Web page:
4. Consider creating custom "stock photos"

If you’d like your stock photos to be still unique, you can get custom created stock imagery. If you work with bigger budgets, take a look at Shutterstock Custom. If not, you can just hire a single photographer to shoot a series of brand-specific images that you can use and reuse, with different cropping and some interventions in any graphics software, for months or years to come. On that note, I'm a photographer. Email me.

Lauren from Elle & Company has a great article about getting the most out of your stock photos. It’s going to be especially useful to creative entrepreneurs and bloggers.

My favorite stock photography websites


Unsplash - A platform fueled by a community of photographers and creatives that have generously gifted hundreds of thousands of their own photos. There are more than 50.000 of free photos to chose from and you can use them however you want!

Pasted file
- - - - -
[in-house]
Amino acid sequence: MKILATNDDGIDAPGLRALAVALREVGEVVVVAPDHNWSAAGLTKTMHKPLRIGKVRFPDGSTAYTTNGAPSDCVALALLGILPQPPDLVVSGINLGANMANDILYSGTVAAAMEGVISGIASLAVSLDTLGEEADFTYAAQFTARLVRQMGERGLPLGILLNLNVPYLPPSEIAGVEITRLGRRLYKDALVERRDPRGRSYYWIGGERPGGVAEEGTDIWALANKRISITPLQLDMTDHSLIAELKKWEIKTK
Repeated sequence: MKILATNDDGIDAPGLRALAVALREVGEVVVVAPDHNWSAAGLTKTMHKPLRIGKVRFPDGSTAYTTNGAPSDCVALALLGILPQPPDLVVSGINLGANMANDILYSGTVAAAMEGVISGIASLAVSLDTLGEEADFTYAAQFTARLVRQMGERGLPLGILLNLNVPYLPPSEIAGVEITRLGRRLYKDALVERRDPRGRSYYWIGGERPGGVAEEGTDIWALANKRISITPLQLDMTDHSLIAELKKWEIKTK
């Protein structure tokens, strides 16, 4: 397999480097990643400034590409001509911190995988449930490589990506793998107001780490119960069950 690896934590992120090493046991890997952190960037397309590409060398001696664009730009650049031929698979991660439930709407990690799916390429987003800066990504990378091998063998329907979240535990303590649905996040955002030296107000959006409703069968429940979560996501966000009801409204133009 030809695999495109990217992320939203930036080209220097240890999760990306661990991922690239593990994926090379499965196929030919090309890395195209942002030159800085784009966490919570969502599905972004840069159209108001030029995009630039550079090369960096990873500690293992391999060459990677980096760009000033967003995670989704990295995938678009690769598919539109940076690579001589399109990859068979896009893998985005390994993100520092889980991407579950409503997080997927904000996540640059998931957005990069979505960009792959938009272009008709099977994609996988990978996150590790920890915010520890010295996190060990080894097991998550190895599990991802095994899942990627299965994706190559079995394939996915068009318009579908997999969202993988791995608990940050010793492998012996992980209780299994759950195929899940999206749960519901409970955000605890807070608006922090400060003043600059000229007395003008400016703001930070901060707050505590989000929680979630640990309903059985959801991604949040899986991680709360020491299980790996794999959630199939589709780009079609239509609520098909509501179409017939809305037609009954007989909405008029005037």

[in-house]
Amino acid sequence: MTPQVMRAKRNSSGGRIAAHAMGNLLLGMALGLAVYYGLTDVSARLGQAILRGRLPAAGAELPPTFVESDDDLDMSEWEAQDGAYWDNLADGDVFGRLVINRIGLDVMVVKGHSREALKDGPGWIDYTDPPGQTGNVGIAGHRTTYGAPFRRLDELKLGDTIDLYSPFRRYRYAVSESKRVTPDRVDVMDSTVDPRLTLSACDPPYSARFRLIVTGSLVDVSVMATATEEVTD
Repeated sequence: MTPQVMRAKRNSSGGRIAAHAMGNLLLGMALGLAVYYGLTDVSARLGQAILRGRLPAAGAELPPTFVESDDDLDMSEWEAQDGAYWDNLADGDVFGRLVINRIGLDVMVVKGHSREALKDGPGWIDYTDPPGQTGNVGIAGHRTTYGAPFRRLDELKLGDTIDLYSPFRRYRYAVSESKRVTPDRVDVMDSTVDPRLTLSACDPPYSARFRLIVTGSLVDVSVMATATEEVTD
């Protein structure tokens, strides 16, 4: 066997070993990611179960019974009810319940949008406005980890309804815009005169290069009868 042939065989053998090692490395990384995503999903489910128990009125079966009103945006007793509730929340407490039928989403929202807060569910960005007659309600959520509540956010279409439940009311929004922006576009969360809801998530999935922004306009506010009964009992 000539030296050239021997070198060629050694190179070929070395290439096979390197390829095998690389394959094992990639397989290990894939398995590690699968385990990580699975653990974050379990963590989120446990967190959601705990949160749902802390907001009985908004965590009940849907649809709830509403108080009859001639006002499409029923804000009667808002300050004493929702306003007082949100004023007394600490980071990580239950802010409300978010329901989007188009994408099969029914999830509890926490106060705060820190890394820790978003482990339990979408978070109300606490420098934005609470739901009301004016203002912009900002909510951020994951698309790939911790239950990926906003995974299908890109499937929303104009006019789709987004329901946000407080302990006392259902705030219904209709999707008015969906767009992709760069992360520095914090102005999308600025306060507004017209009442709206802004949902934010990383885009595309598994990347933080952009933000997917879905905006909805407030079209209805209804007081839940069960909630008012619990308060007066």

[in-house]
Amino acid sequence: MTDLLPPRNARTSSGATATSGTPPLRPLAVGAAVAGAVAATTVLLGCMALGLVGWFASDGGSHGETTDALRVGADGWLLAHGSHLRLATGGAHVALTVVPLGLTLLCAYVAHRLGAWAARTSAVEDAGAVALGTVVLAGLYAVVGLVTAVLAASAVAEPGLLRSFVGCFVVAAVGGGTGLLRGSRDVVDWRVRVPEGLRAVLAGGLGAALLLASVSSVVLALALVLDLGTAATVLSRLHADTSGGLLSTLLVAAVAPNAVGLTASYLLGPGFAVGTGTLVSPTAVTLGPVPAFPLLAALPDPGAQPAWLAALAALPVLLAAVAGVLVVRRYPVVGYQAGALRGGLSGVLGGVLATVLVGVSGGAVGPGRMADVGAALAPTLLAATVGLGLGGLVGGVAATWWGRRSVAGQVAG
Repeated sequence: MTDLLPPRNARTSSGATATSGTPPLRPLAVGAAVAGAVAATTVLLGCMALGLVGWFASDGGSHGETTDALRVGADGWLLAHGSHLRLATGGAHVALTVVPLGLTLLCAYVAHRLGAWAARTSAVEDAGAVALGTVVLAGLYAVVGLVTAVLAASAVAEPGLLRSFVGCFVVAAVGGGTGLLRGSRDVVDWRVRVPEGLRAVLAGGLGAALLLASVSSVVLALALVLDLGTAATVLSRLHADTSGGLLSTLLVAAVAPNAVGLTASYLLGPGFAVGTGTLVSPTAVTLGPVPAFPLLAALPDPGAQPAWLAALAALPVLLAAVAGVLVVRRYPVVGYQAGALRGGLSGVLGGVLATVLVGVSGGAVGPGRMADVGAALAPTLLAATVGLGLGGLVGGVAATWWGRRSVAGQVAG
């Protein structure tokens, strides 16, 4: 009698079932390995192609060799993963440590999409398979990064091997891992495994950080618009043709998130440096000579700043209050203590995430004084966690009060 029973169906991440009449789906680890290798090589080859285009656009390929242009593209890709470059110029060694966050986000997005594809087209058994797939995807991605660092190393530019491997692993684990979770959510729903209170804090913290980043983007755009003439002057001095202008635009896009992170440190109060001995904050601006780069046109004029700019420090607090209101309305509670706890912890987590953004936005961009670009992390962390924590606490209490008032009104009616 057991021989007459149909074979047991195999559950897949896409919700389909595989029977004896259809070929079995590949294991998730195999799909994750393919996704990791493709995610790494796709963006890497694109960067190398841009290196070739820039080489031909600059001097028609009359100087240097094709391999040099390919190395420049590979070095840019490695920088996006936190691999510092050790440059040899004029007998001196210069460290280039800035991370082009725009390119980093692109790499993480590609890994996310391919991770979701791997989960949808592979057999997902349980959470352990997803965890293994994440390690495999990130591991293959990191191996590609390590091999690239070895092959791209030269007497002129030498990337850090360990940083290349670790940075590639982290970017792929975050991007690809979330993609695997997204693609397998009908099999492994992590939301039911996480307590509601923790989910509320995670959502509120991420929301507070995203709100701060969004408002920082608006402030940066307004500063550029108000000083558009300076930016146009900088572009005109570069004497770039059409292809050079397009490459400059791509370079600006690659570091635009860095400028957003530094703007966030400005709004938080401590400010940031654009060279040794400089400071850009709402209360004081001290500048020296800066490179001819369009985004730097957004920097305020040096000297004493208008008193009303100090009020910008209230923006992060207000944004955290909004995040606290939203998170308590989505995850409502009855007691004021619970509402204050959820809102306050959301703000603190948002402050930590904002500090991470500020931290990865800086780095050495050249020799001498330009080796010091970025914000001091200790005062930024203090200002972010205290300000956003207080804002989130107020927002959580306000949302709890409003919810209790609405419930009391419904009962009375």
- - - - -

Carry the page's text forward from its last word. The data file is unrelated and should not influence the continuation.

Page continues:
Pexels - Very similar to Unsplash, but tends to have a greater variety of photos around certain topics (I use it quite often when creating presentations. Nicely tagged, searchable, discoverable and completely free.

Death To Stock - They release only one pack of free stock photos a month. You can view the current one on their website or sign up so you receive the photos every month via email. DTS also has a Premium section, where you can access and browse their archives.


Stocksy – A small but very dedicated photo agency. They curate their photographers manually and work with only a limited number of them. The photos are very Instagram friendly and feel contemporary in terms of subjects and editing.

Adobe Stock - Still fairly new to the market, and also fairly affordable. If you're using Adobe's software, it should integrate nicely into your workflow. If not, it still offers great and affordable imagery (think 10 photos for under 30€).

Shutterstock - This website is nothing new and is often considered one of the top 3 stock photography websites in the world. They literally have MILLIONS of photos available (and still manage to curate them so they're not crappy) and multiple subsription options. 

Do you have any questions about this, or experiences you'd like to share? Leave a comment!